It's worrying then, to see the effect that cutbacks are having on Ireland's agricultural development agency Teagasc and particularly on their educational remit.
Despite the Irish food industry having a bumper year, Prof. Gerry Boyle, Teagasc Director, says that they have had turn away 250 young farmers because they don't have the staff to train them.
Speaking to the Irish Examiner, Prof. Boyle explains the effect the governments moratorium on recruitment is having: "We had around 150 contract advisors, but they have all been let go. We are down to around 240 advisors from our previous level of 400.
"As for teaching and lecturing staff, you can get by without staff in some areas, but not without teachers...Agri is being treated differently to other areas in education. For the life of me, I don't understand that.
"We have had to turn away about 250 students due to the moratorium. While I recognise that there is a need to reduce numbers in the public sector, there is a need to ring-fence specialist roles.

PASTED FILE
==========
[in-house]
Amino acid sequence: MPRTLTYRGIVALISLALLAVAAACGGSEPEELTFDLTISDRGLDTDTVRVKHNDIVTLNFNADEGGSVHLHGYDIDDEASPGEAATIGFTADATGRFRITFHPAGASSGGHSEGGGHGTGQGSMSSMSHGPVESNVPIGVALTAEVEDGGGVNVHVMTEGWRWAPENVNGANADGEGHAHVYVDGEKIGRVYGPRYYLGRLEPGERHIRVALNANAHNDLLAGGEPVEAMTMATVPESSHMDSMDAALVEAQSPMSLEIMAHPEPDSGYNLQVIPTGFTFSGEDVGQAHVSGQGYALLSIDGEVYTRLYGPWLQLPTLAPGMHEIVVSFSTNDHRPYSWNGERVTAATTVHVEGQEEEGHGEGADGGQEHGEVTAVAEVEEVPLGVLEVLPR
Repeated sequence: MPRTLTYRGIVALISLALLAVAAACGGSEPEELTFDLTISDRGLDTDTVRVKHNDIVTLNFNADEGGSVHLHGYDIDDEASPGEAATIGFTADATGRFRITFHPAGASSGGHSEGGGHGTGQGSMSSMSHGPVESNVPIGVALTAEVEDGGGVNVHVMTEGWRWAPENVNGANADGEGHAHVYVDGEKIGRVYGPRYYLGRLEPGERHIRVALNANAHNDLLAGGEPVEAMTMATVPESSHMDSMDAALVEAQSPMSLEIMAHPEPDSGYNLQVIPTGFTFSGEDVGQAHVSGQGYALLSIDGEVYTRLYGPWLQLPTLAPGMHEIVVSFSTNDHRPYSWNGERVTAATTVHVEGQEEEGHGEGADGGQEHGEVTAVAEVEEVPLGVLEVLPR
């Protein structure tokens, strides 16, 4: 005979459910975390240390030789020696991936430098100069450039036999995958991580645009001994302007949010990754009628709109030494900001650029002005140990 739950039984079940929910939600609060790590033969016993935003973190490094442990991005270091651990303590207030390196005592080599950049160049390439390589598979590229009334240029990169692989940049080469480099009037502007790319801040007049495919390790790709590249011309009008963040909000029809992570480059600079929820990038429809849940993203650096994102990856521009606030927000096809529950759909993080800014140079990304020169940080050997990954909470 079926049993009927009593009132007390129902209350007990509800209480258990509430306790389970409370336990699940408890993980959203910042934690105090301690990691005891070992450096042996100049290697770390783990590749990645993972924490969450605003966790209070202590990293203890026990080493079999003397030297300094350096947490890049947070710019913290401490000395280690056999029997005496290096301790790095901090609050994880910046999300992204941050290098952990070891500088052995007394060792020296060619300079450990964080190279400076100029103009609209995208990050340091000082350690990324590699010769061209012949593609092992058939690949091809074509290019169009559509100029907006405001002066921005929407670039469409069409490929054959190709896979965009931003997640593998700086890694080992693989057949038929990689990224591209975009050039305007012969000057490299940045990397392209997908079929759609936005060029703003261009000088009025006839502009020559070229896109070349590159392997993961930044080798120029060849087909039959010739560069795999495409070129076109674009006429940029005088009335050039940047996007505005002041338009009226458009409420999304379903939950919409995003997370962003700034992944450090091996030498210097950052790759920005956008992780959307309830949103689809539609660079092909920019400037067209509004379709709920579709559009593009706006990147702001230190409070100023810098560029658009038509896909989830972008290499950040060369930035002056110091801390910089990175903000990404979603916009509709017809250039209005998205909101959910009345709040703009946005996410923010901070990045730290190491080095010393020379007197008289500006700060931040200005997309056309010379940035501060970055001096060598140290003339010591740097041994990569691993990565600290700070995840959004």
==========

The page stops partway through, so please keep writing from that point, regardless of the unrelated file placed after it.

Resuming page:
"We are under-resourced in beef where applied research is concerned. We need a stronger genetics input. Plant pathology is a crucial competence in managing disease resistance, but we don't even have one plant pathologist".
All this, when Bord Bia is reporting how huge an impact food and agriculture had on the Irish economy last year. Food and drink exports was worth €7.9 billion to Ireland in 2010 and that figure is set to grow again.
Aiden Cotter, Bord Bia Chief Executive was upbeat in his assessment: "In a year in which the world’s population will reach seven billion, growth in global demand is set to underpin food markets well into the future".
If this, or any government is committed to a national recovery, they must realise that food and agriculture is already at the centre of that recovery. While savings in the public sector must be made, it is not in our long term interest to stop training those farmers will be part of that recovery. Maybe mention that to the politicians when they call.